Screenworks: A program to train undiscovered, diverse and talented screenwriters living in regional Australia with specific skills that meet industry requirements. Screenworks will collaborate with Hoodlum Entertainment and Princess Pictures to identify the genres and formats that they need writers for. Screenworks will put a call out to discover new, diverse and talented screenwriters from regional Australia and will implement a unique training program to upskill 50 new regional writers in order to write to a production company’s brief. The participants’ work will be assessed by the production companies who will select previously undiscovered regional writers to join them as writing interns.

Southland Creative Inc: My Home My Culture – South Coast NSW Short Film Project is a short filmmaking mentorship program that will see ten aspiring young local filmmakers aged 16-24 years complete a program designed specifically to allow them to share their own cultural short film that shares insights and gives them a voice to share their story with audiences and communities following the recent droughts, devastating bushfires, floods and now coronavirus pandemic. The program is designed specifically for these regional young aspiring filmmakers who are feeling isolated and unable to access the same storytelling opportunities as those in big cities.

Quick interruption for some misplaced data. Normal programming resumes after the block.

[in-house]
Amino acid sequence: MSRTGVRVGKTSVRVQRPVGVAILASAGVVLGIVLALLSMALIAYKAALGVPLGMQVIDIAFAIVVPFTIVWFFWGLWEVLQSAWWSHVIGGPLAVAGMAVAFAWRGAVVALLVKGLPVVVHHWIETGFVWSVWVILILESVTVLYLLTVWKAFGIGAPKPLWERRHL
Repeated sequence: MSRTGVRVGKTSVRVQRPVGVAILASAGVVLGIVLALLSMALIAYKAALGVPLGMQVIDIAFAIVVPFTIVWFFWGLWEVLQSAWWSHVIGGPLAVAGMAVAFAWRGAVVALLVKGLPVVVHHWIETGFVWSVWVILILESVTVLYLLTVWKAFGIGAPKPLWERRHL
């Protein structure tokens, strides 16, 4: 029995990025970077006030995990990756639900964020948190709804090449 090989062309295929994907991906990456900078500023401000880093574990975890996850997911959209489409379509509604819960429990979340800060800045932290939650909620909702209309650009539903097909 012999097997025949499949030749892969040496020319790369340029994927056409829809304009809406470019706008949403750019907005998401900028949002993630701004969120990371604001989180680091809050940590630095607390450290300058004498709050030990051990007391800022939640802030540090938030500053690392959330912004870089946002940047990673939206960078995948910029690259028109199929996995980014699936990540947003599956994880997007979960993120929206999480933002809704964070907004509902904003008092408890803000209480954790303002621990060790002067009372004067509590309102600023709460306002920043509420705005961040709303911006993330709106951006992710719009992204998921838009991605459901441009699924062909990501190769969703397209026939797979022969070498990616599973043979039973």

Script to Screen Te Tari Tuhi Kupu A Whakaahua: Paerangi is a 3-stage programme that finds new voices in remote regions and isolated situations to give inexperienced aspiring filmmakers the tools to develop a captivating story for screen. The most distinctive projects progress to the next stage: Stage 1 is a series of online learning for self-directed completion, teaching how to find and structure an engaging story for short film and web series formats; Stage 2 provides a mentor to hone their vision and refine project documents; Stage 3 is a 3-day intensive residential lab to develop the project further. Teams leave Stage 3 with a short film or web series project ready for funding and production, and new connections.